Risk of neurologic complications was higher after SARS-CoV-2 infection than after COVID-19 vaccination, an analysis of 32 million people in England showed.
Observed neurologic events associated with the Oxford-AstraZeneca and Pfizer-BioNTech (Comirnaty) vaccines were rare and risks after COVID infection was much greater, reported Julia Hippisley-Cox, MBChB, MD, of the University of Oxford, and colleagues in Nature Medicine.
Within 28 days of a positive SARS-CoV-2 test, there was a substantially higher risk of seven neurologic outcomes studied, including encephalitis, meningitis, or myelitis, myasthenic disorders, and Guillain-Barré syndrome (GBS), totaling 123, 163, and 145 excess cases per 10 million people, respectively.
There was an increased risk of GBS in the 28 days after people received the AstraZeneca vaccine, an estimated 38 excess cases per 10 million people vaccinated. Bell’s palsy showed an increased risk 15 to 21 days after AstraZeneca vaccination, but this was not significant over 28 days. Within 28 days of the first dose of the Pfizer vaccine, an increased risk of hemorrhagic stroke of 60 extra cases per 10 million people emerged.
“This study, for the first time, provides strong support for the associations between several neurological complications and COVID-19 vaccines as well as COVID-19 infection,” Hippisley-Cox told MedPage Today.
“All vaccines have side effects,” she added. “It is important to track safety before, during, and after vaccine approval to support risk-benefit evaluations in the population.”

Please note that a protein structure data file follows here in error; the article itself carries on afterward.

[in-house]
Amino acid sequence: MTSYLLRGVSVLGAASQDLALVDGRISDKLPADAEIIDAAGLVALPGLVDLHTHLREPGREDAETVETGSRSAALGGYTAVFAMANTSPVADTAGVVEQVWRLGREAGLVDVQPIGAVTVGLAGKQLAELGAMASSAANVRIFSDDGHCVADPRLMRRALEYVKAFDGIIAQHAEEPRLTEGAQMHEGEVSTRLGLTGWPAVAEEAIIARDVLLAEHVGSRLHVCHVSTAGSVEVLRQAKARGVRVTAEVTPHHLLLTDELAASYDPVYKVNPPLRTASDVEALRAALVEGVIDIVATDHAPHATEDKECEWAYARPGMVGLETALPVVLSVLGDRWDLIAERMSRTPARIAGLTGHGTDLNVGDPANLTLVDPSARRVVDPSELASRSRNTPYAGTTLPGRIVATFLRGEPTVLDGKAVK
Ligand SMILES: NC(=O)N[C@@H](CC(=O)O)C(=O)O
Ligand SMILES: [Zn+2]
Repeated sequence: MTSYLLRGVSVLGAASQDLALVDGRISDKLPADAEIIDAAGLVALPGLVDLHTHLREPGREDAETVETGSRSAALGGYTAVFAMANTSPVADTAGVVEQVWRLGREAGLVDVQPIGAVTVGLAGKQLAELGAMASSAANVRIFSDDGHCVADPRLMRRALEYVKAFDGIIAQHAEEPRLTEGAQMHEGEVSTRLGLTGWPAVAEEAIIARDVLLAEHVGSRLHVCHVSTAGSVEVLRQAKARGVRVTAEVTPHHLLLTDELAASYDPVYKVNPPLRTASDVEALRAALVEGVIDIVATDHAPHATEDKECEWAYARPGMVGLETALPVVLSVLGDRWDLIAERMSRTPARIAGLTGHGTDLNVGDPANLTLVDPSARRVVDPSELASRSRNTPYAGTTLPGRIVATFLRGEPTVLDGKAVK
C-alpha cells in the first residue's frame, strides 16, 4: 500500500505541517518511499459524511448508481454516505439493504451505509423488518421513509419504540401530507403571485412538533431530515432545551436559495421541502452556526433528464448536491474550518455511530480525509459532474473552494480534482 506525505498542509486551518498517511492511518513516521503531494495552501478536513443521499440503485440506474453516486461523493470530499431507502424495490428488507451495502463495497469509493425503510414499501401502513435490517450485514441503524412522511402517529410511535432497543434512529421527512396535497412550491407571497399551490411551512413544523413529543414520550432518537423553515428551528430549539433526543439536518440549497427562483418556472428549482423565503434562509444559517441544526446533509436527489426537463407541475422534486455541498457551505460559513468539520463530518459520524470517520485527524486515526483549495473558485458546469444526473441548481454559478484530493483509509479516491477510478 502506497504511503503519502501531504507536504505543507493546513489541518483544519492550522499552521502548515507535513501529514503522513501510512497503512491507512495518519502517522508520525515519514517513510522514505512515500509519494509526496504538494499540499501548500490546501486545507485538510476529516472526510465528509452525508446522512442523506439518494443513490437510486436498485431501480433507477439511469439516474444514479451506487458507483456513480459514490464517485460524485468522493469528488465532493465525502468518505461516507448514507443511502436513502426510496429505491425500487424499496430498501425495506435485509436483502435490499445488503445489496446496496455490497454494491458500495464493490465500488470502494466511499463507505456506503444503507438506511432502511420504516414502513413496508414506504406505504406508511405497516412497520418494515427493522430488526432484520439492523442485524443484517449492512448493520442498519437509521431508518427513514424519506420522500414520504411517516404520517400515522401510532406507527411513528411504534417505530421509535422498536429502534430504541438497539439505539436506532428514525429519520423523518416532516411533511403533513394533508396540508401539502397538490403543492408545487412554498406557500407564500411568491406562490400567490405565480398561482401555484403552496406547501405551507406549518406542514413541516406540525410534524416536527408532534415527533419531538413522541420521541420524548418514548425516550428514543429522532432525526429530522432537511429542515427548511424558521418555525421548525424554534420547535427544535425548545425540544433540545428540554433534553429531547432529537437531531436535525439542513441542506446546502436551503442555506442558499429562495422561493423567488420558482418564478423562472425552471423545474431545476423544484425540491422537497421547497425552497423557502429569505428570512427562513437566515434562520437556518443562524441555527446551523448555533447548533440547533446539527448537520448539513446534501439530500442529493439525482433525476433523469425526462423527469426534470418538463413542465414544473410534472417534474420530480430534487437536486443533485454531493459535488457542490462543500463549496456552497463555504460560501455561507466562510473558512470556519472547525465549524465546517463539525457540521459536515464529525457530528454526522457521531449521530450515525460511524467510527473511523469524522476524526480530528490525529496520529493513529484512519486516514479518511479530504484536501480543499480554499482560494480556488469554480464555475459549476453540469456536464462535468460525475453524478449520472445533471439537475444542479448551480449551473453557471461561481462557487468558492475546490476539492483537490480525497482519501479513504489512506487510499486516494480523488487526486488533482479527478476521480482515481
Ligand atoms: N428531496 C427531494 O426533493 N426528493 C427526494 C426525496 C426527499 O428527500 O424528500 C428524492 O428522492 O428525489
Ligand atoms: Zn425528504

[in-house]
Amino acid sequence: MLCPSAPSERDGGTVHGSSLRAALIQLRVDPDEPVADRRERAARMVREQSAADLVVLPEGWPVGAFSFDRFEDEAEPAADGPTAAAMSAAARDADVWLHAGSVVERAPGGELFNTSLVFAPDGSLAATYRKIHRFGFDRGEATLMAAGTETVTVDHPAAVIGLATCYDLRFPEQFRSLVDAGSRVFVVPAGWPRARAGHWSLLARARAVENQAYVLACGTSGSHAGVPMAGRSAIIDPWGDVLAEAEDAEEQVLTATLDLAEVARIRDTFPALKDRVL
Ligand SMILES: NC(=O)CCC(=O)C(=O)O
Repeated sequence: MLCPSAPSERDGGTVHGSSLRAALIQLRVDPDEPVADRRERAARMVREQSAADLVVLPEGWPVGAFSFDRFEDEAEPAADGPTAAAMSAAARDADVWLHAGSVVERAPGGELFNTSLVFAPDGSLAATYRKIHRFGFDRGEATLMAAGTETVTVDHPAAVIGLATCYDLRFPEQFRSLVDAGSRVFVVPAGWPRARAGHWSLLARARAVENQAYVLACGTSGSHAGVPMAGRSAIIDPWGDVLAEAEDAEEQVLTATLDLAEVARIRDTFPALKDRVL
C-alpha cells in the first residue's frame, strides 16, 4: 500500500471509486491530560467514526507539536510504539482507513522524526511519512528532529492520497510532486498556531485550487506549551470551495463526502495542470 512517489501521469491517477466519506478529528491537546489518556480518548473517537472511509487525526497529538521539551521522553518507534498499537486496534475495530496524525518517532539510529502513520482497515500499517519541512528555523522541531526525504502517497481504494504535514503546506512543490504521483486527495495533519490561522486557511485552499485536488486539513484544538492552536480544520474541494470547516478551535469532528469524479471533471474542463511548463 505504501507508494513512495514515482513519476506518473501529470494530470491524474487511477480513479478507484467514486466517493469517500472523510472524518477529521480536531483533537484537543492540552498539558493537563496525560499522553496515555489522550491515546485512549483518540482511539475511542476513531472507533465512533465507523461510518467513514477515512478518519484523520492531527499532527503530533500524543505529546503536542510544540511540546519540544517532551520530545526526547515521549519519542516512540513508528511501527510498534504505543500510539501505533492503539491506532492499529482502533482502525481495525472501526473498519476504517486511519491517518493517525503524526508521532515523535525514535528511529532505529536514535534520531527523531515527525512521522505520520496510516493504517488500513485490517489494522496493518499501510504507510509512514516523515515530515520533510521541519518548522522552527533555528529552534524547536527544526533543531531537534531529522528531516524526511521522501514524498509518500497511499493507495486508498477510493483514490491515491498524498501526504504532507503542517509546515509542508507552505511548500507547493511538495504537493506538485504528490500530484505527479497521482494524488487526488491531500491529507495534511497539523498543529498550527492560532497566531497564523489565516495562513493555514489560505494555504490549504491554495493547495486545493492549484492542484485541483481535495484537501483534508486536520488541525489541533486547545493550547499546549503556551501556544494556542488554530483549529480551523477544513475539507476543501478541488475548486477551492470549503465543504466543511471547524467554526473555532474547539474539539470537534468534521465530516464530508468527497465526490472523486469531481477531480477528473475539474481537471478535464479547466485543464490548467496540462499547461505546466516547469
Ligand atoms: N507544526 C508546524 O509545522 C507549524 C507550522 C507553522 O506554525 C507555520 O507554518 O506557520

Earlier research suggested a relationship between GBS and adenovirus vector COVID-19 vaccines, including the AstraZeneca and the Johnson & Johnson shot. In the U.S., the FDA has warned that, in a small number of people, the Johnson & Johnson vaccine may trigger GBS. Other studies have shown that people with COVID-19 were nearly seven times more likely to have a Bell’s palsy diagnosis than those who were vaccinated.
“A nagging question in the era of COVID-19 vaccination has been the risk of neurological complications following vaccination compared to following SARS CoV-2 infection,” noted Lyell Jones Jr., MD, of the Mayo Clinic in Rochester, Minnesota, who wasn’t involved with the research.
“Studies looking at complications of one or the other may miss important context,” Jones told MedPage Today. “By simultaneously reviewing outcomes in both groups, the authors offer a first good look at comparing those neurological risks.”
Overall, SARS CoV-2 infection was associated with substantial and occasionally very large increased risks for all neurologic complications examined in this analysis, Jones pointed out.
“The upshot of this study is that in terms of risks of neurological complications, the risks associated with vaccination are consistently much lower than with SARS CoV-2 infection,” he said. “For example, patients were about 61 times more likely to be hospitalized for myasthenic exacerbations after SARS CoV-2 infection than baseline, with no increased risk following vaccination.”
Hippisley-Cox and colleagues investigated hospital admissions from neurologic complications in 28 days after a first dose of the AstraZeneca (20,417,752 people) or Pfizer (12,134,782 people) vaccine, linking the English National Immunisation Management System (NIMS) database to national hospital records. Participants were vaccinated in England from December 2020 through May 2021. The researchers also looked at 28-day outcomes for 2,005,280 people in the same population who had a positive SARS-CoV-2 test.